Saturday, October 26, 2013

Pumpkin People: Props to the Scarecrows

There is conflation, or perhaps amalgamation, of Pumpkin People and scarecrows in American Halloween culture.  Essentially we have scarecrows with jack o' lantern heads and Pumpkin People with wooden and straw bodies and combinations in between.  Lisa Morton explains in her book Trick or Treat a History of Halloween that this amalgamation occurred.  In chapter 3 Trick or Treat In the New World that the largely agrarian culture of early America incorporated the scarecrow into their harvest festivals and that young people would use the scarecrows for pranking.   As the scarecrows, important during the growing season, were surplus after harvest they were readily available.  Thanks to folk orientation and works such as Washington Irving's The Legend of Sleepy Hollow the pumpkin carved into a jack o' lantern became popular and linked to the harvest along with the scarecrow and it naturally grew this way.
I have no reason to doubt her in this as I have no evidence to the contrary and it neatly supports things I have already determined myself lending credence to my thoughts.
3 Pumpkin People Props for your Perusal
Looking at our illustration we have the Stoner on the left.  The long fingers and lack of lower limbs suggest a ghost of a Pumpkin Scarecrow.  This is a hanging prop, of course.  The tatters and gauze further suggest a ghost and the pumpkin head is a greenish hue.  Clearly not a fully physical manifestation.
In the center is the one I call "Crop Duster" but I can't tell you why.  This is a full standing scarecrow with an evil jack o lantern head.  Nice and spooky.  I think that is supposed to be blood or something on the coat.
And finally on the right is another dangler but with all four limbs.  He looks upset about something.  He's neurotic.  I believe that Crop Duster did just that and Worry Wart is afraid everybody will think it was him.  He's a permanent victim, Worry Wart.
What ties all three together, aside from having pumpkin heads, and let's face it Stoner and W.W. have some awfully strange pumpkins for heads (is Worry Wart's rotting?  I mean look at the color.) , are the tatters and gauze effects used to enhance their Halloween attire.
My favorite ale TAP HANDLE.  I also enjoyed the brew but alas it is produced no more.

Jack's Pumpkin Spice Ale: Presumably this is Jack.  He is a happy scarecrow with a jack o lantern head.  Observe the colorful rustic hat, slightly witchy.  Observe the loose fitting blue jeans and old coat.  Jack is dancing or running or possibly just stepped in sheep shit.  It is hard to say.  Let's assume it is the first one.  In this case Jack is clearly an animated being, Pumpkin Person, Scarecrow Type 2: Friendly Happy Jacko Scarecrow.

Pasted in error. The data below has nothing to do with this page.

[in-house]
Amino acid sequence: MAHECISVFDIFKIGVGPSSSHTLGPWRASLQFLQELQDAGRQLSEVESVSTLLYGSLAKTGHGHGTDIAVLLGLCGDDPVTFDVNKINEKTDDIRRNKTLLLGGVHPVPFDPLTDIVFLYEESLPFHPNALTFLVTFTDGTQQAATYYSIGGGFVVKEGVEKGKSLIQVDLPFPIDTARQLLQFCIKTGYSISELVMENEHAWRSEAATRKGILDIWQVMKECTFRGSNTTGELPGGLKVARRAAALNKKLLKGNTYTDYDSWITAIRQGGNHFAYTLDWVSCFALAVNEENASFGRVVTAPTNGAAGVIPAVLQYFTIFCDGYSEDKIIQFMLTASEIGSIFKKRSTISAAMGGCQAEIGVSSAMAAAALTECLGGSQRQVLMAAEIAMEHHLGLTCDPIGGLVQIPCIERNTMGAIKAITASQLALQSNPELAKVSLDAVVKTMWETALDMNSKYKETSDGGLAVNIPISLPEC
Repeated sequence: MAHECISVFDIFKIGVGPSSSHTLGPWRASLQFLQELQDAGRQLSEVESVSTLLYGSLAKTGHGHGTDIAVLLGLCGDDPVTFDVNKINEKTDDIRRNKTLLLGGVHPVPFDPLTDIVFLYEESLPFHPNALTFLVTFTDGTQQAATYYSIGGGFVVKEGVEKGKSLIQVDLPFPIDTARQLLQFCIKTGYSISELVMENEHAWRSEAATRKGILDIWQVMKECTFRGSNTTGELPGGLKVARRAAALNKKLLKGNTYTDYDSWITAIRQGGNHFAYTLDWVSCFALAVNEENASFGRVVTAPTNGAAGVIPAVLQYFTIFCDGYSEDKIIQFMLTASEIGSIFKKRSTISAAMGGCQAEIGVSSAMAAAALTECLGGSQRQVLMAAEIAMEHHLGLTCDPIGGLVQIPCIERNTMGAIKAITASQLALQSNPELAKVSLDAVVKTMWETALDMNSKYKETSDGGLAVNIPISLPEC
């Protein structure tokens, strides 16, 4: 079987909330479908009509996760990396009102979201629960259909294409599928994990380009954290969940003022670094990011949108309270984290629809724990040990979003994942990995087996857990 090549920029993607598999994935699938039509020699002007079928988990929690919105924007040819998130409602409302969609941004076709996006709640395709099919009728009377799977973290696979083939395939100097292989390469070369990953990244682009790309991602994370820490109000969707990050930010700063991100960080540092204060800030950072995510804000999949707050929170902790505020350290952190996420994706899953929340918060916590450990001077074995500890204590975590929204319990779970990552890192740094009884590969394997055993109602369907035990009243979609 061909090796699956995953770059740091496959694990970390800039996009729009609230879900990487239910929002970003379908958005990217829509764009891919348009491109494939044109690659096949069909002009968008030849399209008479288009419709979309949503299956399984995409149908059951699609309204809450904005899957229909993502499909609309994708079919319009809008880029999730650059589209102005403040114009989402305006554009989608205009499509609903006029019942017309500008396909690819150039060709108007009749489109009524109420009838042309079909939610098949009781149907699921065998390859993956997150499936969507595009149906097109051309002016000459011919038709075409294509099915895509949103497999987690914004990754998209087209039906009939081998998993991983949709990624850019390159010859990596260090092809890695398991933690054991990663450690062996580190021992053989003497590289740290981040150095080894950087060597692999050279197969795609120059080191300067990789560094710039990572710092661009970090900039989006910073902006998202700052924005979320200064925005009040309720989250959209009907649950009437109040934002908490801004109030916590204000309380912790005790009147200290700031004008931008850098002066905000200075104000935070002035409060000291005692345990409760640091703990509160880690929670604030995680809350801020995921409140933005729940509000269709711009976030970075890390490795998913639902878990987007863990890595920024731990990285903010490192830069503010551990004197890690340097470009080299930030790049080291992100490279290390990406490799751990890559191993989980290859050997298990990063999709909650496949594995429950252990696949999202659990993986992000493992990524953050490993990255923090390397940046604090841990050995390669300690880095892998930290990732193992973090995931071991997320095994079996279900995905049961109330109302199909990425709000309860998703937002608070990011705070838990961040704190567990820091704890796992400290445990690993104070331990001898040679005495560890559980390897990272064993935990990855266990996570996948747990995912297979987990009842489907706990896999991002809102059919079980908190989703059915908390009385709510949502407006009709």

Scarecrows with or without pumpkin heads can be malevolent or friendly.  If you take a Pumpkin Person and put them in raggedy old clothes they start to look quite like a scarecrow anyway.  This is especially true in America.

A feature common to props, costumes and home haunts that I have seen in increasing amounts over the past few years is the use of gauze, tatters and maybe burlap.  These three elements are inexpensive ways to transmit the visual idea of spookiness, ethereal qualities and harvest feelings without too much fuss.  Gauze, by its nature, has an ethereal aspect.  Let's face it, it you want to do a ghost costume or prop you are going to have a hard time putting forth the spectral nature, the see-through aspect, and maintain legal decency.  Gauze acts as a substitute for the wispy tendrils of ectoplasm that make up a ghost.  It is the modern equivalent of the old bed sheet burial shroud.  Everything from spectral pirates to standard ghosts to faeries uses gauze to evoke the idea of ectoplasmic ethereal entity.
Observe the gauze and tatters on these guys.
Tatters serve dual purpose as we see them with ghost costumes, which is to help break up the outline of the costume thus enhancing the spectral nature and it creates a feeling of decay, which again goes with the dead, undead, and the general feel of Halloween: leaving the life and warmth of Summer and entering the dying and cold Winter.

Burlap is cheap and has a nice rough tactile quality.  It evokes images of bags used to collect the harvest, scarecrow heads and a homespun rustic aesthetic.  It is also useful as a background for leaves and such.  There is a certain menace to burlap as well.  Think of a colonial setting and put a slasher killer into it.  Now what better for the mask than the ubiquitous sacks found around the farm?  Actually does anybody know if that has been done yet?  I'd watch that.
Die witch die!

And that about wraps it up for Pumpkin People Props.
Keep your pumpkins lit.


  1. Cool. I tend to see them all mixed up together, as well.

    1. It's the natural cultural evolution, mate, we cannot fight it.